Skip to NavigationSkip to content

Novo Nordisk buys Xoma diabetes program and scores trial successes

Published on 02/12/15 at 10:38am
Novo Nordisk presented Victoza data at the IDF World Congress

Novo Nordisk has announced its purchase of a type 2 diabetes diabetes program in a deal with biotech firm Xoma that could be worth up to $295 million.

The Danish firm, which specialises in insulins and other anti-diabetes products, also reported positive results from trials and studies of two of its own treatments.

The Xoma deal is for the development and marketing rights to the company’s monoclonal antibodies program known as XMetA, the lead candidate of which is XOMA 358.

California-based biotech Xoma will receive $5 million upfront and up to $290 million in milestone payments based on the success of the program, and is also is eligible for sales royalties.

Paul Rubin, who is senior vice president of research and development and chief medical officer at XOMA, comments: "XOMA's scientists probed the insulin receptor in order to identify a novel way of treating type 2 diabetes mellitus. Their work resulted in the XMetA program, a series of novel, fully human, high affinity, allosteric monoclonal antibodies that are partial agonists of the insulin receptor. Over the past few years, we have made significant progress in understanding the pharmacology of the compounds in this program.”

As well as bolstering its diabetes portfolio through this acquisition, Novo has also posted positive data from studies of its own products Victoza (liraglutide) and Ryzodeg (insulin degludec/insulin aspart), at the World Diabetes Congress of the International Diabetes Federation (IDF).


A network meta-analysis compared Victoza to SGLT-2 inhibitors, including Janssen’s Invokana (canagliflozin), Lilly and Boehringer’s Jardiance (empagliflozin) and AstraZeneca’s Forxiga (dapagliflozin). In the analysis of 17 randomised controlled trials (RCTs), Victoza demonstrated greater reductions in mean blood sugar, compared to the SGLT-2 inhibitors.

There have been no head-to-head trials comparing these treatments, but Maria Lorenzi, lead author and research manager at Redwood Outcomes, says: “In the absence of head-to-head trials, this analysis provides valuable insight into the comparative outcomes with liraglutide versus SGLT-2 inhibitiors in people with type 2 diabetes uncontrolled on oral antidiabetic treatments.”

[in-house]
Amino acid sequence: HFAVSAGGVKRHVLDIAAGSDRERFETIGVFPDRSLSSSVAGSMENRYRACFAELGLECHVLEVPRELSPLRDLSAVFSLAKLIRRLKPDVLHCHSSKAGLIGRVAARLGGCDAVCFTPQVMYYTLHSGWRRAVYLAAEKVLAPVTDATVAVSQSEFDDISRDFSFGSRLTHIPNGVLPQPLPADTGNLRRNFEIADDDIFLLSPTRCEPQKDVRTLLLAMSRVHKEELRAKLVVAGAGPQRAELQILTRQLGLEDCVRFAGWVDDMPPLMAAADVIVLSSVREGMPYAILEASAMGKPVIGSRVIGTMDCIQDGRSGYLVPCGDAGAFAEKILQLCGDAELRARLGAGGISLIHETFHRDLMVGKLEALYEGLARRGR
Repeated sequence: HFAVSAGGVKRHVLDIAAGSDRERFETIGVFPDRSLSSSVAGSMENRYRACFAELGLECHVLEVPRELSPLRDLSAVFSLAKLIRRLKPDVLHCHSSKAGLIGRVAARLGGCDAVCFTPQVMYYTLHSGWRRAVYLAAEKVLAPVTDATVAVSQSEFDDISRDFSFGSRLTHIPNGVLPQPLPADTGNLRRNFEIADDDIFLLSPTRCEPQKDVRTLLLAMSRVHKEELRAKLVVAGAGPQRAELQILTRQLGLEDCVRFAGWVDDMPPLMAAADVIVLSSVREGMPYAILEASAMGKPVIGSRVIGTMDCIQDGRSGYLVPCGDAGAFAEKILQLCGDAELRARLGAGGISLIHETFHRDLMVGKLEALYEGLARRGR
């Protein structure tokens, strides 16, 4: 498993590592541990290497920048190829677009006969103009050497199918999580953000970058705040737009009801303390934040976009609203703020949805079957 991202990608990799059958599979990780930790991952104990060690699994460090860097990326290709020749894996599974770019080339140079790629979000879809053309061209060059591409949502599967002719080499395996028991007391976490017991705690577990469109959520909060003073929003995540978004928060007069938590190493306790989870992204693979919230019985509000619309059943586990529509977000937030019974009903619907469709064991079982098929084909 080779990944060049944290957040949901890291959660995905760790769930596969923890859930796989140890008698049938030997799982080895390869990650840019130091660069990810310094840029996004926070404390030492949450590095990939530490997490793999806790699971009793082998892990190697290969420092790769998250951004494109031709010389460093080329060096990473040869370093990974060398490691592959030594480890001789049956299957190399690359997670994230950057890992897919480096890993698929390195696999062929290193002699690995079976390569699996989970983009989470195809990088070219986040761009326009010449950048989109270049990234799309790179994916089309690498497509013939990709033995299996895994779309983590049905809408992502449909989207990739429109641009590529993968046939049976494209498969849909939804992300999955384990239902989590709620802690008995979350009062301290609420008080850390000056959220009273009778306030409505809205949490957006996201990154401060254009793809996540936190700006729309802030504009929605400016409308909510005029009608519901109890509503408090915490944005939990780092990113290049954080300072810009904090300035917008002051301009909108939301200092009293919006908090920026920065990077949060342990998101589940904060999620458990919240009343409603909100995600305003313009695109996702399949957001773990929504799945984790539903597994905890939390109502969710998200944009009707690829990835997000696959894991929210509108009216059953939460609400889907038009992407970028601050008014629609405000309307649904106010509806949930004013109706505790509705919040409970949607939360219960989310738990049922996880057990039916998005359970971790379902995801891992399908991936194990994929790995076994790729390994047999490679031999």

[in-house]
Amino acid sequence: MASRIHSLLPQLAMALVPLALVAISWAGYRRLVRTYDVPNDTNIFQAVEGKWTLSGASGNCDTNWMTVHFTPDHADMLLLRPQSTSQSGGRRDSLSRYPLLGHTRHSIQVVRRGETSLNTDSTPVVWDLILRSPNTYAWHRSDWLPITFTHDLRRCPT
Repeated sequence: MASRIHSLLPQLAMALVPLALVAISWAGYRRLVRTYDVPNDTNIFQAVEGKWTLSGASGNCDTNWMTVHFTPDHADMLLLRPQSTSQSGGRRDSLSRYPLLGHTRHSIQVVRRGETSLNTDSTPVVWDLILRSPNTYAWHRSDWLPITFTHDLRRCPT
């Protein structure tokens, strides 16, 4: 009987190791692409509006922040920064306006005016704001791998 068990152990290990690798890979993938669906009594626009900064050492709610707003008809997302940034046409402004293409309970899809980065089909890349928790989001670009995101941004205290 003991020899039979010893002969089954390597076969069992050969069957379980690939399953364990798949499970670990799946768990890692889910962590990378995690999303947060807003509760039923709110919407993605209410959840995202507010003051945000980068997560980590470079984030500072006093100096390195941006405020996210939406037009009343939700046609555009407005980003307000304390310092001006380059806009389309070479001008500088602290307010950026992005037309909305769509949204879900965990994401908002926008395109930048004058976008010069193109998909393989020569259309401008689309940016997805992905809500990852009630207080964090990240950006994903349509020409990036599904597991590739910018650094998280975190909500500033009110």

Elsewhere, a new analyses of pooled data from five clinical studies found that Novo’s Ryzodeg achieved successful blood sugar control with significantly lower rates of hypoglycaemia (episodes of dangerously low blood sugar) and nocturnal hypoglycaemia in patients with type 2 diabetes versus biphasic insulin aspart 30 and/or a basal-bolus regimen of insulin degludec and insulin aspart.

The analyses of the five 26-week Phase IIIa/b trials found patients benefitted irrespective of their baseline HbA1c, disease duration or body mass index (BMI). Ryzodeg versus both comparators resulted in statistically significant reductions in fasting plasma glucose (FPG), and a lower insulin dose with significant differences in patients with BMI of 30 or less or a disease duration longer than 10 years.

Ryzodeg received its first regulatory approval in December 2012, and has since been approved in more than 60 countries globally. It was most recently approved in the US in September 2015 for the treatment of diabetes mellitus in adults, marking a reversal of the FDA’s original decision in 2013, when it requested additional supporting data.

Joel Levy

Mission Statement is a leading portal for the pharmaceutical industry, providing industry professionals with pharma news, pharma events, pharma service company listings and pharma jobs,
Site content is produced by our editorial team exclusively for and our industry newspaper Pharmafocus. Service company profiles and listings are taken from our pharmaceutical industry directory, Pharmafile, and presented in a unique Find and Compare format to ensure the most relevant matches